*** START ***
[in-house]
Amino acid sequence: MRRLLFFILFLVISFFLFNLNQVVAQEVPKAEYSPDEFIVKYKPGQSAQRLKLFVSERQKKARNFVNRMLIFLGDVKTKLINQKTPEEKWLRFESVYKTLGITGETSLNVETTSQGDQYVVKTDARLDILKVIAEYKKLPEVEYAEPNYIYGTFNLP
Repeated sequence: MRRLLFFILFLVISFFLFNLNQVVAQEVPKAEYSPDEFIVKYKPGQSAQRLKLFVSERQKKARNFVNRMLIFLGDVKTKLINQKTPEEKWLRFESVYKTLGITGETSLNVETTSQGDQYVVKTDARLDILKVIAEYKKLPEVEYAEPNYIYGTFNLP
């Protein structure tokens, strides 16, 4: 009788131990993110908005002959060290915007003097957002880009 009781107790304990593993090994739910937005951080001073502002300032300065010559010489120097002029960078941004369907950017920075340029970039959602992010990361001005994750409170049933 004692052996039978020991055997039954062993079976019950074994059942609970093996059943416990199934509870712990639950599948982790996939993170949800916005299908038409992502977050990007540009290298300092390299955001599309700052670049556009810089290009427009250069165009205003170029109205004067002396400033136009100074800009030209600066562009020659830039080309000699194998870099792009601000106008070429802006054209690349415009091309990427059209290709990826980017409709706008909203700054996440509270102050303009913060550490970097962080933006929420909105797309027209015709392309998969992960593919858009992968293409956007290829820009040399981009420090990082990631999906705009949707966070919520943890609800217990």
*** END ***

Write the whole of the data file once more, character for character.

[in-house]
Amino acid sequence: MRRLLFFILFLVISFFLFNLNQVVAQEVPKAEYSPDEFIVKYKPGQSAQRLKLFVSERQKKARNFVNRMLIFLGDVKTKLINQKTPEEKWLRFESVYKTLGITGETSLNVETTSQGDQYVVKTDARLDILKVIAEYKKLPEVEYAEPNYIYGTFNLP
Repeated sequence: MRRLLFFILFLVISFFLFNLNQVVAQEVPKAEYSPDEFIVKYKPGQSAQRLKLFVSERQKKARNFVNRMLIFLGDVKTKLINQKTPEEKWLRFESVYKTLGITGETSLNVETTSQGDQYVVKTDARLDILKVIAEYKKLPEVEYAEPNYIYGTFNLP
């Protein structure tokens, strides 16, 4: 009788131990993110908005002959060290915007003097957002880009 009781107790304990593993090994739910937005951080001073502002300032300065010559010489120097002029960078941004369907950017920075340029970039959602992010990361001005994750409170049933 004692052996039978020991055997039954062993079976019950074994059942609970093996059943416990199934509870712990639950599948982790996939993170949800916005299908038409992502977050990007540009290298300092390299955001599309700052670049556009810089290009427009250069165009205003170029109205004067002396400033136009100074800009030209600066562009020659830039080309000699194998870099792009601000106008070429802006054209690349415009091309990427059209290709990826980017409709706008909203700054996440509270102050303009913060550490970097962080933006929420909105797309027209015709392309998969992960593919858009992968293409956007290829820009040399981009420090990082990631999906705009949707966070919520943890609800217990």